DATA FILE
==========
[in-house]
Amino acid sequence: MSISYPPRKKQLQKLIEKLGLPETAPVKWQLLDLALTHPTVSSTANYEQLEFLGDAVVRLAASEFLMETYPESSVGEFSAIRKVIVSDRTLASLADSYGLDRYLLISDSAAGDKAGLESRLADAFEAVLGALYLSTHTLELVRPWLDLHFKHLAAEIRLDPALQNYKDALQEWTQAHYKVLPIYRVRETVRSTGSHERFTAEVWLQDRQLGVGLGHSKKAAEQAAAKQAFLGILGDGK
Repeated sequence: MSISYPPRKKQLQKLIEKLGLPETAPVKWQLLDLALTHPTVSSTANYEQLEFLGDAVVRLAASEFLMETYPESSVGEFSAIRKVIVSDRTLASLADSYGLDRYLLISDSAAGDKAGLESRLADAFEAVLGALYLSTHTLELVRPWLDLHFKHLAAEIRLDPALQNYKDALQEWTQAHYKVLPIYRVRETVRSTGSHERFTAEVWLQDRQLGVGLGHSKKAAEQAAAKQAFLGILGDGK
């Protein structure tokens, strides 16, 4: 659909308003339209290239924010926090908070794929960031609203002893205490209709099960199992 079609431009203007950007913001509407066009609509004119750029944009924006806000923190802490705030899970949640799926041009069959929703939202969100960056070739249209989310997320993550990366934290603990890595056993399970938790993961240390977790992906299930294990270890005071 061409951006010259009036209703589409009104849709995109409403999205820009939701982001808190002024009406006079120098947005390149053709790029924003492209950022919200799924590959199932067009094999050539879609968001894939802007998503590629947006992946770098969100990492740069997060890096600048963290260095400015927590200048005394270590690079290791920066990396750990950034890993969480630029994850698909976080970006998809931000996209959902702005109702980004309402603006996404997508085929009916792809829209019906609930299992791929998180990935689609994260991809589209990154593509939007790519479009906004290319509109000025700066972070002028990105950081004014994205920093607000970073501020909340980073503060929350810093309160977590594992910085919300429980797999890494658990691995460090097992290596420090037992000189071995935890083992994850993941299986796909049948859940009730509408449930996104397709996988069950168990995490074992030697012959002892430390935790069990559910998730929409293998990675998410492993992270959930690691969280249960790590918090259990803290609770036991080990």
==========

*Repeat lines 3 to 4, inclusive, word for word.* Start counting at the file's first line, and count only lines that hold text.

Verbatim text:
Repeated sequence: MSISYPPRKKQLQKLIEKLGLPETAPVKWQLLDLALTHPTVSSTANYEQLEFLGDAVVRLAASEFLMETYPESSVGEFSAIRKVIVSDRTLASLADSYGLDRYLLISDSAAGDKAGLESRLADAFEAVLGALYLSTHTLELVRPWLDLHFKHLAAEIRLDPALQNYKDALQEWTQAHYKVLPIYRVRETVRSTGSHERFTAEVWLQDRQLGVGLGHSKKAAEQAAAKQAFLGILGDGK
């Protein structure tokens, strides 16, 4: 659909308003339209290239924010926090908070794929960031609203002893205490209709099960199992 079609431009203007950007913001509407066009609509004119750029944009924006806000923190802490705030899970949640799926041009069959929703939202969100960056070739249209989310997320993550990366934290603990890595056993399970938790993961240390977790992906299930294990270890005071 061409951006010259009036209703589409009104849709995109409403999205820009939701982001808190002024009406006079120098947005390149053709790029924003492209950022919200799924590959199932067009094999050539879609968001894939802007998503590629947006992946770098969100990492740069997060890096600048963290260095400015927590200048005394270590690079290791920066990396750990950034890993969480630029994850698909976080970006998809931000996209959902702005109702980004309402603006996404997508085929009916792809829209019906609930299992791929998180990935689609994260991809589209990154593509939007790519479009906004290319509109000025700066972070002028990105950081004014994205920093607000970073501020909340980073503060929350810093309160977590594992910085919300429980797999890494658990691995460090097992290596420090037992000189071995935890083992994850993941299986796909049948859940009730509408449930996104397709996988069950168990995490074992030697012959002892430390935790069990559910998730929409293998990675998410492993992270959930690691969280249960790590918090259990803290609770036991080990």